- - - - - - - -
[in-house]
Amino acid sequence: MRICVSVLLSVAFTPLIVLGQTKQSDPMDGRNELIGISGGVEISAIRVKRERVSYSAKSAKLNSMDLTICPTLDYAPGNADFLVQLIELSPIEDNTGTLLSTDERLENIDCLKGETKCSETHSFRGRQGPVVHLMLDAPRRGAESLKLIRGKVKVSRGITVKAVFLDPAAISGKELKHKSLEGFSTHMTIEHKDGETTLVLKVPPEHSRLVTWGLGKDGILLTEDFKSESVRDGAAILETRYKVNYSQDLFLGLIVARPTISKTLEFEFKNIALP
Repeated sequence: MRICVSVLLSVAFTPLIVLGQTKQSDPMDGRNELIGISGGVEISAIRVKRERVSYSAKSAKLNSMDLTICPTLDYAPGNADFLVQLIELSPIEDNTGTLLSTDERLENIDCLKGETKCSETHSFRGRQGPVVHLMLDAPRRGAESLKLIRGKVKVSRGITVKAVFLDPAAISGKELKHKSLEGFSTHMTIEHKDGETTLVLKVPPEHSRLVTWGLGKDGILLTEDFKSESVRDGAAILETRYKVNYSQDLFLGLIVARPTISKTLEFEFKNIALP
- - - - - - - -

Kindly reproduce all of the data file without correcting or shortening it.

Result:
[in-house]
Amino acid sequence: MRICVSVLLSVAFTPLIVLGQTKQSDPMDGRNELIGISGGVEISAIRVKRERVSYSAKSAKLNSMDLTICPTLDYAPGNADFLVQLIELSPIEDNTGTLLSTDERLENIDCLKGETKCSETHSFRGRQGPVVHLMLDAPRRGAESLKLIRGKVKVSRGITVKAVFLDPAAISGKELKHKSLEGFSTHMTIEHKDGETTLVLKVPPEHSRLVTWGLGKDGILLTEDFKSESVRDGAAILETRYKVNYSQDLFLGLIVARPTISKTLEFEFKNIALP
Repeated sequence: MRICVSVLLSVAFTPLIVLGQTKQSDPMDGRNELIGISGGVEISAIRVKRERVSYSAKSAKLNSMDLTICPTLDYAPGNADFLVQLIELSPIEDNTGTLLSTDERLENIDCLKGETKCSETHSFRGRQGPVVHLMLDAPRRGAESLKLIRGKVKVSRGITVKAVFLDPAAISGKELKHKSLEGFSTHMTIEHKDGETTLVLKVPPEHSRLVTWGLGKDGILLTEDFKSESVRDGAAILETRYKVNYSQDLFLGLIVARPTISKTLEFEFKNIALP